Cappuccino

Backyard, south city, 8:30 a.m.

We missed the raspberries in the backyard, dang it to heck. They were right there, a 30-second walk from where we sleep, all plump and sour-sweet. And yet we were so wrapped in the cellophane of distraction that they came, they exploded, they shriveled on the vine without our tongues touching even one of them. Oh, cruel fate! We were tossing four-dollar pints of Whole Foods strawberries into our smoothies. Maybe it's time to wake up?

"Yeah. They've been coming for the past three weeks," says Lucy Tyksinski, friend and neighbor, who tasted from the wellspring of red. She's transformed this backyard into a shrine to the natural world and one of the most beautiful little plots in the city. She deserves them all.

Sitting outside on a nippy summer morning, sipping a cappuccino, ranks up there with some of the sweetest moments this little life has to offer, and if that sounds like a commercial for instant coffee, well, so be it. Sometimes tender moments are pure cliché, but that doesn't make them any less magical. Coffee in the morning: Sometimes it's enough to make your heart sing, especially on a 55-degree (!) summer morning. The birds are screaming louder than normal and are as baffled by the breeze as we are. They scream: "Whattheheck!? Whattheheck!?" as they jump from pole to birdbath to sugar maple.

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Recent news that St. Louis has this year achieved the dubious honor of being the leading population-loser of all big cities is, on the surface, a bummer. We want everyone to love St. Louis the way we love St. Louis. But one simple way to combat the news is to adjust our thinking. Big city? Nope, not for half a century.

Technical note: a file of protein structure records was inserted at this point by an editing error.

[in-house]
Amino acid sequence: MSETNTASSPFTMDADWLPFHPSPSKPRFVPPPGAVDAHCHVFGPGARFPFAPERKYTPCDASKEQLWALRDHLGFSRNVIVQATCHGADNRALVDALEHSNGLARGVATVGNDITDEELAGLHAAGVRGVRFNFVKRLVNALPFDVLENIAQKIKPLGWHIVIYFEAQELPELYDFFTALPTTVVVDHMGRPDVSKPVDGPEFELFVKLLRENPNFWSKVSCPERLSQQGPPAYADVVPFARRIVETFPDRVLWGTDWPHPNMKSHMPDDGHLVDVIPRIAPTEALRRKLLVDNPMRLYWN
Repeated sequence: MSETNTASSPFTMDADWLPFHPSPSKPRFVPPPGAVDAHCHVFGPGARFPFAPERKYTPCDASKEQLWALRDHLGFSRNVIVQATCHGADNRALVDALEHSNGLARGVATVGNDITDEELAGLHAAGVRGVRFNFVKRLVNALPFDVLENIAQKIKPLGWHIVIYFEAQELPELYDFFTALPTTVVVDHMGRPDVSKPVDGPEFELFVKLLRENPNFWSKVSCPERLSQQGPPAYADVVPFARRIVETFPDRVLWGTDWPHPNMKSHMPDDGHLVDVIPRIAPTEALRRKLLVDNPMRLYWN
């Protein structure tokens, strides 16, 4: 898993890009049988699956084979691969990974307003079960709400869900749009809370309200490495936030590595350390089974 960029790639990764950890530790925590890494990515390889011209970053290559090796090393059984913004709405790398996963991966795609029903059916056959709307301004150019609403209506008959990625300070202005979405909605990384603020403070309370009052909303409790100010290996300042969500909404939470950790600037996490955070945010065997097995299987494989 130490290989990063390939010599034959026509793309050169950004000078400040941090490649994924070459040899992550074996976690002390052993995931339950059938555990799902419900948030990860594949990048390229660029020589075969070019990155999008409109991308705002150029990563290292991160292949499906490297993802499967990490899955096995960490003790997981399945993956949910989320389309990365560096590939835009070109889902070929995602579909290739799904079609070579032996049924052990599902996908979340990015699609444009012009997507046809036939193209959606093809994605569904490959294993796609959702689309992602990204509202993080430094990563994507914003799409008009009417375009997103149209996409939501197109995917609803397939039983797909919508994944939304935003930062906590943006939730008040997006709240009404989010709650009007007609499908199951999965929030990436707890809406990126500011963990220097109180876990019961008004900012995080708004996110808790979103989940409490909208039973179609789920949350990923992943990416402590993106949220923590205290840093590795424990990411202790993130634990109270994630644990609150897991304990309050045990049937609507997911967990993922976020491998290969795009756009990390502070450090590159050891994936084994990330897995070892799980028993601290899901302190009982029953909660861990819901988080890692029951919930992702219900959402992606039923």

The country remains in our city and sits like a vulture on a picket fence, waiting for each building's eventual abandonment. When the people leave, up climb the tangled vines, until a Victorian shell has been swallowed whole by greenery, and nature reclaims what man has merely borrowed.

In the morning you wake up and forsake the regular French press-created Italian roast and break out the stove-top espresso and cappuccino maker. It's not fancy, but you don't have to plug it in, which is comforting. Just fill it up with water, pack the filter with finely ground roast, seal it up and set the burner on medium. In five minutes, thick black espresso starts dripping out of the spigot, and soon, a cup full of black beauty. Seal the maker for a few minutes and steam builds up. Place a pitcher full of milk under the steamer, open the valve and heat screams into the milk and turns it warm and fuzzy. Pour into coffee and presto -- cappuccino.

It is good to know how to make cappuccino this way, good to know how to garden. Because if our crazy president and his venal administration succeed in antagonizing the world enough for some angry nation to lob a mass-destructive device into the heartland, well, we'll still be making cappuccino by the campfire. We'll still be enjoying the pears, peaches, blackberries, gooseberries, the currants and tomatoes.

 
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